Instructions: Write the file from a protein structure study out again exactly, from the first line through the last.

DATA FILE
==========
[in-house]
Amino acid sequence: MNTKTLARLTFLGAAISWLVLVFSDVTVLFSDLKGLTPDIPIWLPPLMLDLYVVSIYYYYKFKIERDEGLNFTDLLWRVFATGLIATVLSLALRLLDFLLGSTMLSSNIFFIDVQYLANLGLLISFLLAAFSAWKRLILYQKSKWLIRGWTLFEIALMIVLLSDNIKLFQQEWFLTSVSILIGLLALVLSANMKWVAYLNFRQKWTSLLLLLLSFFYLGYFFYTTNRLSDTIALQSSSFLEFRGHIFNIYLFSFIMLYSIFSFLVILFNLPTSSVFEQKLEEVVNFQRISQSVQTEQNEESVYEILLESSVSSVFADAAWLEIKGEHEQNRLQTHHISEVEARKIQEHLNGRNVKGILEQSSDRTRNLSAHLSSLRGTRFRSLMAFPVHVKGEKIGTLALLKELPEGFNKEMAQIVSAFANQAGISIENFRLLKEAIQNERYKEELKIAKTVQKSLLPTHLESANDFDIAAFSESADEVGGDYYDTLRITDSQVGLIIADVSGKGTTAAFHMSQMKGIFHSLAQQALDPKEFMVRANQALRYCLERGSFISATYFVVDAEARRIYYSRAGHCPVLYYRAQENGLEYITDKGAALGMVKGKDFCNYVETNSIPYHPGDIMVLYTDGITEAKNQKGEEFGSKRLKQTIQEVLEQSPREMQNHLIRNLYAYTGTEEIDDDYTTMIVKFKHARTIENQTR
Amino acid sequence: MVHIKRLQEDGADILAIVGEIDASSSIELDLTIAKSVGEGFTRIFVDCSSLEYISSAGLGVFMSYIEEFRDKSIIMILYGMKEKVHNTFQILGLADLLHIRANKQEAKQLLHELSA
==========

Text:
[in-house]
Amino acid sequence: MNTKTLARLTFLGAAISWLVLVFSDVTVLFSDLKGLTPDIPIWLPPLMLDLYVVSIYYYYKFKIERDEGLNFTDLLWRVFATGLIATVLSLALRLLDFLLGSTMLSSNIFFIDVQYLANLGLLISFLLAAFSAWKRLILYQKSKWLIRGWTLFEIALMIVLLSDNIKLFQQEWFLTSVSILIGLLALVLSANMKWVAYLNFRQKWTSLLLLLLSFFYLGYFFYTTNRLSDTIALQSSSFLEFRGHIFNIYLFSFIMLYSIFSFLVILFNLPTSSVFEQKLEEVVNFQRISQSVQTEQNEESVYEILLESSVSSVFADAAWLEIKGEHEQNRLQTHHISEVEARKIQEHLNGRNVKGILEQSSDRTRNLSAHLSSLRGTRFRSLMAFPVHVKGEKIGTLALLKELPEGFNKEMAQIVSAFANQAGISIENFRLLKEAIQNERYKEELKIAKTVQKSLLPTHLESANDFDIAAFSESADEVGGDYYDTLRITDSQVGLIIADVSGKGTTAAFHMSQMKGIFHSLAQQALDPKEFMVRANQALRYCLERGSFISATYFVVDAEARRIYYSRAGHCPVLYYRAQENGLEYITDKGAALGMVKGKDFCNYVETNSIPYHPGDIMVLYTDGITEAKNQKGEEFGSKRLKQTIQEVLEQSPREMQNHLIRNLYAYTGTEEIDDDYTTMIVKFKHARTIENQTR
Amino acid sequence: MVHIKRLQEDGADILAIVGEIDASSSIELDLTIAKSVGEGFTRIFVDCSSLEYISSAGLGVFMSYIEEFRDKSIIMILYGMKEKVHNTFQILGLADLLHIRANKQEAKQLLHELSA